I was so excited to interview the angelic Jamie-Lee Dimes at SXSW this year, unfortunately the world had different plans, but stranded in Texas, she decided to make a gorgeous music video about creating change in the South. With her poetic lyrics and ethereal voice, she’s definitely one to watch. We talked to her about the challenges she’s faced and what’s been inspiring her lately.
How did you get started in music?
Jamie-Lee Dimes: I've been doing music since I was a kid! My dad would play music and teach me the guitar. I took lessons in my teens and then went to music school. I was always in school choir, or dancing, or singing, or going to drama classes. It feels like the most natural thing I know.
Tell me about your song, "Virginia." What's the story behind it?
Jamie-Lee Dimes: I wrote "Virginia" in 2017. I was living in New Jersey at the time and woke up to see the news of the unite the right rallies in Charlottesville, Virginia. It's not every day that you wake up to white supremacists chanting Nazi rhetoric – at least I thought. Lately, the news has been pretty disturbing. "Virginia" is a glimpse into something that is now not even questioned – it's commonplace. It's sad that although I wrote this song three years ago, this is still an issue. It's time to end discrimination and racism. No one is better than anyone else.
What inspired the music video?
Jamie-Lee Dimes: SXSW had just been canceled, and I was in Texas. My flight to Australia had been canceled. I needed to channel my uncertainty and make art. We just went out to a town called Italy, Texas, and used Wim Wenders' Paris, Texas, film as inspiration. It's built around the idea of waiting for change in the deep South, while we repeat the same mistakes from history.
What has been one of the biggest challenges for you in the music industry?
Jamie-Lee Dimes: Many things. Sexism, the highs and lows that come with this industry, and my own emotional purges of creating and being an artist. People undermining my abilities, or hyper focusing on my flaws, or taking credit for my hard work and sacrifice.
I'm trying to be more kind to myself. When I started touring and finding my voice, people I thought were close to me started trying to sabotage me and bring me down. That has been the biggest challenge for me, but the beautiful thing about music is that it helped me find that voice and step into my own strength when I was in some of my lowest moments. No one can ever take that away from me.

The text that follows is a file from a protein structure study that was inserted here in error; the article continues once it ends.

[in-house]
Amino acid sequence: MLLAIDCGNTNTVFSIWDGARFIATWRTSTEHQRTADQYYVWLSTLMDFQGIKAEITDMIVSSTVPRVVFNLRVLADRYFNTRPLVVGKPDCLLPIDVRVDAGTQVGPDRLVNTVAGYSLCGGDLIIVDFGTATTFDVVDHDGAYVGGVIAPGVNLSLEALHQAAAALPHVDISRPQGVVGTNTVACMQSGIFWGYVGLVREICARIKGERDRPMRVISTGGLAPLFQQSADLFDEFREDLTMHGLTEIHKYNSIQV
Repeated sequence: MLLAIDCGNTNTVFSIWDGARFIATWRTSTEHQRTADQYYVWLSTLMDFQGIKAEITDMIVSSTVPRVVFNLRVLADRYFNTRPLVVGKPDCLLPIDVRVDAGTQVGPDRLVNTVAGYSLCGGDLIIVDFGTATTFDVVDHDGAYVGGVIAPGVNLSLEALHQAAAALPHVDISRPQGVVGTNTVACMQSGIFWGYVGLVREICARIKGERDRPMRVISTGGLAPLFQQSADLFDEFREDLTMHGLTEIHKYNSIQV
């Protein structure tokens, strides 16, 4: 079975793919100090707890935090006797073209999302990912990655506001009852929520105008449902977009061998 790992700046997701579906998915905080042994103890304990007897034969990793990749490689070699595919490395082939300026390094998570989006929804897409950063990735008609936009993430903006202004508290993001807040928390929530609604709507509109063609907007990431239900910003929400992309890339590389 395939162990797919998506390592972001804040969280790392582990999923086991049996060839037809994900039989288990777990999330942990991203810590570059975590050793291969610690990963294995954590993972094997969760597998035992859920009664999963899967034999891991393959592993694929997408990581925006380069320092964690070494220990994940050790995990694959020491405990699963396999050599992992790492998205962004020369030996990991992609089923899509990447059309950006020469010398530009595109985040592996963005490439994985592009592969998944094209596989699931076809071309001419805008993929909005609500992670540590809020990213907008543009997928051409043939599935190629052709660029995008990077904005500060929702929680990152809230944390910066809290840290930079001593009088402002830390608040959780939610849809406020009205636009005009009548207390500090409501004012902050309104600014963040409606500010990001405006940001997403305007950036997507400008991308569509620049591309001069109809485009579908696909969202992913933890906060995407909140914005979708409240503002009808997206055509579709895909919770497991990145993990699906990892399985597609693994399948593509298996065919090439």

How have you been staying sane during 2020 in general?
Jamie-Lee Dimes: Well, I started 2020 off with a fever on the couch alone after finishing a two-and-a-half-month-long month tour in Australia, USA, and NZ. A week later, Australia was in a frenzy over the bushfires. The whole country was a disaster. It was scary and we were all in survival mode. A couple days later, I started gearing up for SXSW, came over to the USA early, and was so pumped to have everything I worked hard for unfold. Then the pandemic hit, and SXSW and my tour were canceled. I drove across America alone after that and moved into an apartment in LA to quarantine. I've been here since.
Despite all of that, my drive to create hasn't really changed. That's how I've been staying the same – I've been writing, learning, and recording. I recently got back from the desert, where I was finishing up my album with the bandmate I was in Texas with. The protests started soon after, which I joined, in the same week that I started studying sociology—crazy times.
What's been inspiring you lately?
Jamie-Lee Dimes: Mexico is always an inspiration. I've been taking ballet classes and Spanish classes at a school in Mexico City. A lot of my friends live there too. I've been listening to a lot of old blues music, playing slide guitar, and learning about the institutions that form society.
What's your best piece of advice to young women?
Jamie-Lee Dimes: Don't lower your standards. Don't surround yourself with people that don't appreciate you. Spend time alone. Reflect on issues that come up. Don't let anyone tell you that you can't or shouldn't do something. It's better to try and learn from failure after giving it your all than stand still in the name of fear or other people's judgments. You'll grow. Follow your gut and trust yourself.